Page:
The Americas / Can commercial law practice in the Americas ever be compatible with ESG goals? The case of B Corp law firms and beyond by Chereen Ball


Issues relating to Environmental and Social governance (ESG) have long been at the forefront of public life dating back to the environmental awareness movement of the 1990s, the anti-apartheid movement of the 1980s and well before.  Besides pressure on national governments, corporations have also been aware for decades of the power that consumers have when it comes to demanding corporate social responsibility and transparency. Despite this, the first mainstream use of the term ESG  in a modern context was not until 2004 in a report from the United Nations titled ‘Who Cares Wins’ in which business stakeholders at all levels were encouraged to embrace ESG values as increasing international attention turned to the influence that corporations wielded.

Since then, matters of energy security, climate change and social inequality have rapidly escalated into what some would argue now represents an existential threat to our very way of life. As public pressure continues to mount for increased corporate social responsibility, a backlash against so-called ‘green-washing’ by corporations has also taken place as it becomes apparent that the need for profit and fulfilling the world’s immediate energy needs are often at odds with ESG objectives and there are no quick-fix solutions to be found. Nowhere has this conflict been more apparent than in the legal world. A statement in March from 120 lawyers in the UK announced that they will not  be accepting  briefs to prosecute peaceful climate protestors nor acting for companies pursuing fossil fuel projects. This sparked an ideological debate in which calls for ‘ecocide’ to be punishable under criminal law clashed with accusations of undermining the rule of law.

The introduction of B Corp law firms

From this environment of corporate social responsibility emerged the existence of the ‘B Corp’ (Benefit Corporation) law firm alongside a number of ESG oriented legal service providers who are gaining particular prominence within the Americas.  Originating in the U.S 15 years ago, the B Corp brand is a framework of certification in which for-profit businesses enter a legally binding agreement to consider the impact that all operational and investment decisions may have on their employees, society and the environment. Previously associated with mostly consumer brands, the growing number of members (over 4,000 in 77 countries) have meant that a number of law firms have also signed up to represent this ever-growing section of the economy and now total 35 globally.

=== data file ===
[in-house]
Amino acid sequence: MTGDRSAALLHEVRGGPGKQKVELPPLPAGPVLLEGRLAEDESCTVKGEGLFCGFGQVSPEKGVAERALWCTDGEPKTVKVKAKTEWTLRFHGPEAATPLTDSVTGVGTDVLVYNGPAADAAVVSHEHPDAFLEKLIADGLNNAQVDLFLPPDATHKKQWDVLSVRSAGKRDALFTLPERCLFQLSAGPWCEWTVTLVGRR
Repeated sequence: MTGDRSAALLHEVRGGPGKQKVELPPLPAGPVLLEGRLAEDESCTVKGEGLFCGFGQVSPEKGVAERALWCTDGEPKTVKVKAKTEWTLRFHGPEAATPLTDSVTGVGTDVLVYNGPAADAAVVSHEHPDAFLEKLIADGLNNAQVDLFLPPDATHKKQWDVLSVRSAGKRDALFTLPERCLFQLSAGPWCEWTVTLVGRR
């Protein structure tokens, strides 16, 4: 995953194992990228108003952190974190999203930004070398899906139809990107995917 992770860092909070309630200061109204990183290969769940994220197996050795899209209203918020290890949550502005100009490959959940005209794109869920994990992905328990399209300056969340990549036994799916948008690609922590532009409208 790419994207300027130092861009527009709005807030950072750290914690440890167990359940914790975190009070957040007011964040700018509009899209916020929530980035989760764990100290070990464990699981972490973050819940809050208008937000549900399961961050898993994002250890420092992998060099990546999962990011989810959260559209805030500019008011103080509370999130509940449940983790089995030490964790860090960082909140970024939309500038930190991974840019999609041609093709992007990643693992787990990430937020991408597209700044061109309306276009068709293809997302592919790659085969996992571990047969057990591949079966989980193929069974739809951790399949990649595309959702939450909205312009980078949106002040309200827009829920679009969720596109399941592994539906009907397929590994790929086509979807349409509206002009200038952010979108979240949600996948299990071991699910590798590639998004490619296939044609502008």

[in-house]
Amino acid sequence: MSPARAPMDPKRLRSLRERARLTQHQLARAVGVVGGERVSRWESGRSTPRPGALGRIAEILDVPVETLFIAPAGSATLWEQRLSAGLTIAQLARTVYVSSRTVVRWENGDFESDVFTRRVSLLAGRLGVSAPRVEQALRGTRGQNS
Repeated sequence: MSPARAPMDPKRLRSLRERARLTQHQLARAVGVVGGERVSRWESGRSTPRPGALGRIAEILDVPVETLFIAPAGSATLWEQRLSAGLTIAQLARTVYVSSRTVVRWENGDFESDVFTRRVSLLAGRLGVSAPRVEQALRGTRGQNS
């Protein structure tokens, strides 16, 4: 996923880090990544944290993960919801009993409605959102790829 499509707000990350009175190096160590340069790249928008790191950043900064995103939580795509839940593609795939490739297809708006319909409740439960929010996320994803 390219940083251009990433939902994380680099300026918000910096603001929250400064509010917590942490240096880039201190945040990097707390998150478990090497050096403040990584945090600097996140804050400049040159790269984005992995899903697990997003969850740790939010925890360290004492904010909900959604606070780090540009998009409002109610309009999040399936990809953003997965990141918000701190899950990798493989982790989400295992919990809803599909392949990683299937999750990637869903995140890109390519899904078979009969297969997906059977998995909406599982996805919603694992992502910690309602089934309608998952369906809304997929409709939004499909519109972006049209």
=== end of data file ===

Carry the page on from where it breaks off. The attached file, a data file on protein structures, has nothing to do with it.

In order to qualify, firms must adhere to ‘the highest standards of verified social and environmental performance’, which entails:

  • receiving a minimum rating on an ESG assessment conducted by B Lab (the governing body of the B Corp movement);
  • submitting an impact report in accordance with B Lab’s transparency standards; and
  • having corporate documents that require its board of directors to follow specific governance guidelines that take ESG factors into account.

The legally binding nature of the agreement is intended to ensure that firms and companies are protected against lawsuits from shareholders and other stakeholders when pursuing ESG goals. This is an objective that was upheld in 2011 by California state legislation after a lengthy campaign by HansonBridgett-the first B Corp law firm. According to their website,  while drafting the law – “We realized that the voluntary nature of the B Corp certification was not enough to legally protect the mission. B Corps solved that by requiring all the performance goals of a B Corp plus legal accountability,”. This has been instrumental in bringing about systemic change further afield and since then other countries within the Americas, including Puerto Rico, Colombia, Ecuador, and British Columbia, Canada as well as 36 other US states have also passed similar legislation protecting B Corps.

B Corp across various jurisdictions